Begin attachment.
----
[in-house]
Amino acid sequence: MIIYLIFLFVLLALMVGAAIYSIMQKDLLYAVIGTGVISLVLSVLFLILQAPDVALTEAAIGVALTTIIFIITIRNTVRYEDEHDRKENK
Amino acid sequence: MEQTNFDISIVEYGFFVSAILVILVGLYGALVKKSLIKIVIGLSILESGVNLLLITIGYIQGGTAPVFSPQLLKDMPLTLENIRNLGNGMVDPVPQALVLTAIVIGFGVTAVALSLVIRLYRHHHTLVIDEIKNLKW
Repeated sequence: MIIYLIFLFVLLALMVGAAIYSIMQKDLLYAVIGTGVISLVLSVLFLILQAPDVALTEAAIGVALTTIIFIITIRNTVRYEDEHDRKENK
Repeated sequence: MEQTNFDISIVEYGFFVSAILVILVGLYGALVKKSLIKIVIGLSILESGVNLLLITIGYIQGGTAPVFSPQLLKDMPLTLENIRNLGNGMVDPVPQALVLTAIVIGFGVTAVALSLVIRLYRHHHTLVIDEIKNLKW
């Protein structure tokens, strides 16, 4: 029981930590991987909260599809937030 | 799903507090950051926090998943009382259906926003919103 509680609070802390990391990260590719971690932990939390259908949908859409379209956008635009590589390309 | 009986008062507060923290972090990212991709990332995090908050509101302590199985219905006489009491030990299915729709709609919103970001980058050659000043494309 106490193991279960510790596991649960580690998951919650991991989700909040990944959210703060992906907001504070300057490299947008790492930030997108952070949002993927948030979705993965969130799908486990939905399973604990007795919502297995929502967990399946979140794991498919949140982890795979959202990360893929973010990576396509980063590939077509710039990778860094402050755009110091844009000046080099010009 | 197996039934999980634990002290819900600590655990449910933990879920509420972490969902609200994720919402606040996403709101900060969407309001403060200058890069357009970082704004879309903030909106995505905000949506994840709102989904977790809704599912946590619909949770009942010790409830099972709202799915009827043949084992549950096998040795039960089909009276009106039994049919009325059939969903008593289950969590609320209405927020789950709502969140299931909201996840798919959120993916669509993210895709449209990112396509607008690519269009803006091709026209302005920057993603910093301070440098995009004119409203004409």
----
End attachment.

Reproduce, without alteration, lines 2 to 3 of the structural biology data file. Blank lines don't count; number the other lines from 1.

Amino acid sequence: MIIYLIFLFVLLALMVGAAIYSIMQKDLLYAVIGTGVISLVLSVLFLILQAPDVALTEAAIGVALTTIIFIITIRNTVRYEDEHDRKENK
Amino acid sequence: MEQTNFDISIVEYGFFVSAILVILVGLYGALVKKSLIKIVIGLSILESGVNLLLITIGYIQGGTAPVFSPQLLKDMPLTLENIRNLGNGMVDPVPQALVLTAIVIGFGVTAVALSLVIRLYRHHHTLVIDEIKNLKW